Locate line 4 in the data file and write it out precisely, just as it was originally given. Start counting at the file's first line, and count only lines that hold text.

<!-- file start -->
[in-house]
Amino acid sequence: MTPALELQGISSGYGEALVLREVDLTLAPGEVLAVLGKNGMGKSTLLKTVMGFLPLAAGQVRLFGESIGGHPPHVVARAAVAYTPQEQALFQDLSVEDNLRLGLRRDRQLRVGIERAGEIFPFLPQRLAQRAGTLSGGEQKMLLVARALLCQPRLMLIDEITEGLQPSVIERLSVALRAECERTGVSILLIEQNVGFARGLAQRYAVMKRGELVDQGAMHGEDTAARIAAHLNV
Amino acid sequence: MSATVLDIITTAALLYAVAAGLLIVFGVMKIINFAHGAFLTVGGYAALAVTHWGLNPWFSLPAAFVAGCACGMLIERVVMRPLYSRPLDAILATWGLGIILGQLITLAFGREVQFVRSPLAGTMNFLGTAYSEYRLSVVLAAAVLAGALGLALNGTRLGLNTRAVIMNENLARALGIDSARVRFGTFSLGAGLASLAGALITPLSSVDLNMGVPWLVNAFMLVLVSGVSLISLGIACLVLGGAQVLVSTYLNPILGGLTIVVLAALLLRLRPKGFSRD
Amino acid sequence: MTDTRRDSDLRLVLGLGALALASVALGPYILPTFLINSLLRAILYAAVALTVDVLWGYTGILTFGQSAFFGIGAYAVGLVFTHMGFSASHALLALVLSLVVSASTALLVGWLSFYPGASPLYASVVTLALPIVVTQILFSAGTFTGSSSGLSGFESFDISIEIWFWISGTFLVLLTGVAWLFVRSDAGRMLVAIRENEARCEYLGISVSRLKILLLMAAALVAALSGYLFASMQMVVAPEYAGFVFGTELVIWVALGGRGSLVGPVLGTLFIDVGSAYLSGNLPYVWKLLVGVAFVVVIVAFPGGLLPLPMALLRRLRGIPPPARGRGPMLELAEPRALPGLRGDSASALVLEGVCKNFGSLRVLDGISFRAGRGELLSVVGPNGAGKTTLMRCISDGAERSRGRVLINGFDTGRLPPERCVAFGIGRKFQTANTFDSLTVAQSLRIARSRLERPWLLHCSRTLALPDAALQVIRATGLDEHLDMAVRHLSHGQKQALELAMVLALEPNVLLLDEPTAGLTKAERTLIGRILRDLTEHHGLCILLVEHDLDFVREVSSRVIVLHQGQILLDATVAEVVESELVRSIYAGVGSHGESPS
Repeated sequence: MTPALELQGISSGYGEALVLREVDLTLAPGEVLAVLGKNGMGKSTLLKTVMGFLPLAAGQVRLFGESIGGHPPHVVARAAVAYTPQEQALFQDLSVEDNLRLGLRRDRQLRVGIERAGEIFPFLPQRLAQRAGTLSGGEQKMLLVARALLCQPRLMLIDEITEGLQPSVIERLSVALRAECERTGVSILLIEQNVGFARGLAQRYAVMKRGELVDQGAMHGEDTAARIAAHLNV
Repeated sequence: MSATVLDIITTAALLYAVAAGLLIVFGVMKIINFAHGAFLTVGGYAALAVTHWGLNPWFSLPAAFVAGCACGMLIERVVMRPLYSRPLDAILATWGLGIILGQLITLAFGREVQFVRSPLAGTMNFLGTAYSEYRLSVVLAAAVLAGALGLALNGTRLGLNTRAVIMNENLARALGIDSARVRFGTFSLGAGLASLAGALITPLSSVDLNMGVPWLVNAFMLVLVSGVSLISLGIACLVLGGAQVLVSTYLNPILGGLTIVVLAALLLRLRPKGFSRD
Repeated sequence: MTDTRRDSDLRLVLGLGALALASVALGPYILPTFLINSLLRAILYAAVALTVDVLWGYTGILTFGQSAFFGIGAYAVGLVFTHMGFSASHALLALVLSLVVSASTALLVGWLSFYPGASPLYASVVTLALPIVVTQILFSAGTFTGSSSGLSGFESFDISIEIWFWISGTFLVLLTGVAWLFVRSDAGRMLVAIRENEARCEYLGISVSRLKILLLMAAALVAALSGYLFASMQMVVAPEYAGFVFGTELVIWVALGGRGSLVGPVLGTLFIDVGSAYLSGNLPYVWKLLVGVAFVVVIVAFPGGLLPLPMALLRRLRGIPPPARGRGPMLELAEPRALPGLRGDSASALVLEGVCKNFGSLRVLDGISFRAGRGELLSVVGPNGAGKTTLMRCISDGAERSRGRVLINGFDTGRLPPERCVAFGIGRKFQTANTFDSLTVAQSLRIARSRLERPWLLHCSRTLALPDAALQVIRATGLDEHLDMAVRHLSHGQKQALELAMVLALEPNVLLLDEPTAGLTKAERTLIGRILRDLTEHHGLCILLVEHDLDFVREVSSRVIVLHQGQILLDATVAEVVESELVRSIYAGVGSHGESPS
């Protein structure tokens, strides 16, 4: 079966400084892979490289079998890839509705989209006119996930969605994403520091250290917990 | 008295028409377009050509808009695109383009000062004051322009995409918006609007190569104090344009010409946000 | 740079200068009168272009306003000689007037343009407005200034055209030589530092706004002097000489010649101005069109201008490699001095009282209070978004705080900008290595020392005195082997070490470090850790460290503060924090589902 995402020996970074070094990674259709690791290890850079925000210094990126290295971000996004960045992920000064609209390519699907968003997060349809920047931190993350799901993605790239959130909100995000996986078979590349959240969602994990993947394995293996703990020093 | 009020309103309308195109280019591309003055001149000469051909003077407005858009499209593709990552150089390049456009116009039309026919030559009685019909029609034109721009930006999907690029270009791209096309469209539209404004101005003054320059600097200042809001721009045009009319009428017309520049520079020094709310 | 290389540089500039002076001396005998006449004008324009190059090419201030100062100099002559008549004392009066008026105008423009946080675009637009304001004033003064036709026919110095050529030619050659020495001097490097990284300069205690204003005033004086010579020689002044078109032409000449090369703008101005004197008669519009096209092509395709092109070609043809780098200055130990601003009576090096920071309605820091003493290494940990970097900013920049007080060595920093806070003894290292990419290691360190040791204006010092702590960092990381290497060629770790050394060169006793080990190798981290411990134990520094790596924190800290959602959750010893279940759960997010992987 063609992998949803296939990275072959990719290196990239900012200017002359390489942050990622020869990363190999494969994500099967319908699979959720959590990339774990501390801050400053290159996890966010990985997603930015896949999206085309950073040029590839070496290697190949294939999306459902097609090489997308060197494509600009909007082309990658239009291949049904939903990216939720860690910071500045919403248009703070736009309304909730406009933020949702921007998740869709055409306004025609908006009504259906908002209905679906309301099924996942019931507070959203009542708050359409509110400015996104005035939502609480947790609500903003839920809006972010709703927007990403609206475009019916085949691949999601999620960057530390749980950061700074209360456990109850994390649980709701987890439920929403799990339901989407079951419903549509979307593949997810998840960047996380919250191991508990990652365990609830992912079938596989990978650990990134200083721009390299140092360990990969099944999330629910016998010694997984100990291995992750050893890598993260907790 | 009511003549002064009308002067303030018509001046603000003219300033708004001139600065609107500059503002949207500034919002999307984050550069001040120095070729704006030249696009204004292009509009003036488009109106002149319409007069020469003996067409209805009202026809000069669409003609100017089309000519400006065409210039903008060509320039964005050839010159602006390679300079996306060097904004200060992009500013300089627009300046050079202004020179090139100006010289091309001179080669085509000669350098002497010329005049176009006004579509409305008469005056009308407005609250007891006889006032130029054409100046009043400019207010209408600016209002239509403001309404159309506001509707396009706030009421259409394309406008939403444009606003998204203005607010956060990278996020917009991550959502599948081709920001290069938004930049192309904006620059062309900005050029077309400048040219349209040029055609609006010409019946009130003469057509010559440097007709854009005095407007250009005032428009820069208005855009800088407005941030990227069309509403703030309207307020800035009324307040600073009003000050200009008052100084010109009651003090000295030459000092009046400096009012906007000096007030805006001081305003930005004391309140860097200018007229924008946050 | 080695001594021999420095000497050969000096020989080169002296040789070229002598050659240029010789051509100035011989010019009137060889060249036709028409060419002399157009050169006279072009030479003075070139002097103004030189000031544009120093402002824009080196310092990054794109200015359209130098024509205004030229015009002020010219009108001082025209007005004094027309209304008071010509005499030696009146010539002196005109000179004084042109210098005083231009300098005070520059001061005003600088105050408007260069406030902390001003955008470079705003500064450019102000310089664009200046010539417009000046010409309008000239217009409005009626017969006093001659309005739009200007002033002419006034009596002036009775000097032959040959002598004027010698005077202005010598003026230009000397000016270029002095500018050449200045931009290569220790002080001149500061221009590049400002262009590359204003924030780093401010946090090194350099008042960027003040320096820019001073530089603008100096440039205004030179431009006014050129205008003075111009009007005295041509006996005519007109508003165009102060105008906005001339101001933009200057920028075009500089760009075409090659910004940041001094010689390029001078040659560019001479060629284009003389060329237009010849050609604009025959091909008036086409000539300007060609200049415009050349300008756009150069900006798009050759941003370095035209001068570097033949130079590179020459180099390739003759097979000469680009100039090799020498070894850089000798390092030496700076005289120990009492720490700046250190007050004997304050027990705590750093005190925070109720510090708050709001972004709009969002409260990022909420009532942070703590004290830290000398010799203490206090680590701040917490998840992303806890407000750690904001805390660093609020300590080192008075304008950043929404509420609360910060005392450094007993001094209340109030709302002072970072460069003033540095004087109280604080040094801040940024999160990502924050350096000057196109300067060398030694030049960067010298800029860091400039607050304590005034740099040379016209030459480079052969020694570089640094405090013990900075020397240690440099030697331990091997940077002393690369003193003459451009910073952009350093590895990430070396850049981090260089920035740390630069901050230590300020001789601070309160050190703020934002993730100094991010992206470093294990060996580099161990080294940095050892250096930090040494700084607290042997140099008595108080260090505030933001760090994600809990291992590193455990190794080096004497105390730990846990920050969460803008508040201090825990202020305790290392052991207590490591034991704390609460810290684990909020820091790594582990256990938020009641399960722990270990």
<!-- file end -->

Amino acid sequence: MTDTRRDSDLRLVLGLGALALASVALGPYILPTFLINSLLRAILYAAVALTVDVLWGYTGILTFGQSAFFGIGAYAVGLVFTHMGFSASHALLALVLSLVVSASTALLVGWLSFYPGASPLYASVVTLALPIVVTQILFSAGTFTGSSSGLSGFESFDISIEIWFWISGTFLVLLTGVAWLFVRSDAGRMLVAIRENEARCEYLGISVSRLKILLLMAAALVAALSGYLFASMQMVVAPEYAGFVFGTELVIWVALGGRGSLVGPVLGTLFIDVGSAYLSGNLPYVWKLLVGVAFVVVIVAFPGGLLPLPMALLRRLRGIPPPARGRGPMLELAEPRALPGLRGDSASALVLEGVCKNFGSLRVLDGISFRAGRGELLSVVGPNGAGKTTLMRCISDGAERSRGRVLINGFDTGRLPPERCVAFGIGRKFQTANTFDSLTVAQSLRIARSRLERPWLLHCSRTLALPDAALQVIRATGLDEHLDMAVRHLSHGQKQALELAMVLALEPNVLLLDEPTAGLTKAERTLIGRILRDLTEHHGLCILLVEHDLDFVREVSSRVIVLHQGQILLDATVAEVVESELVRSIYAGVGSHGESPS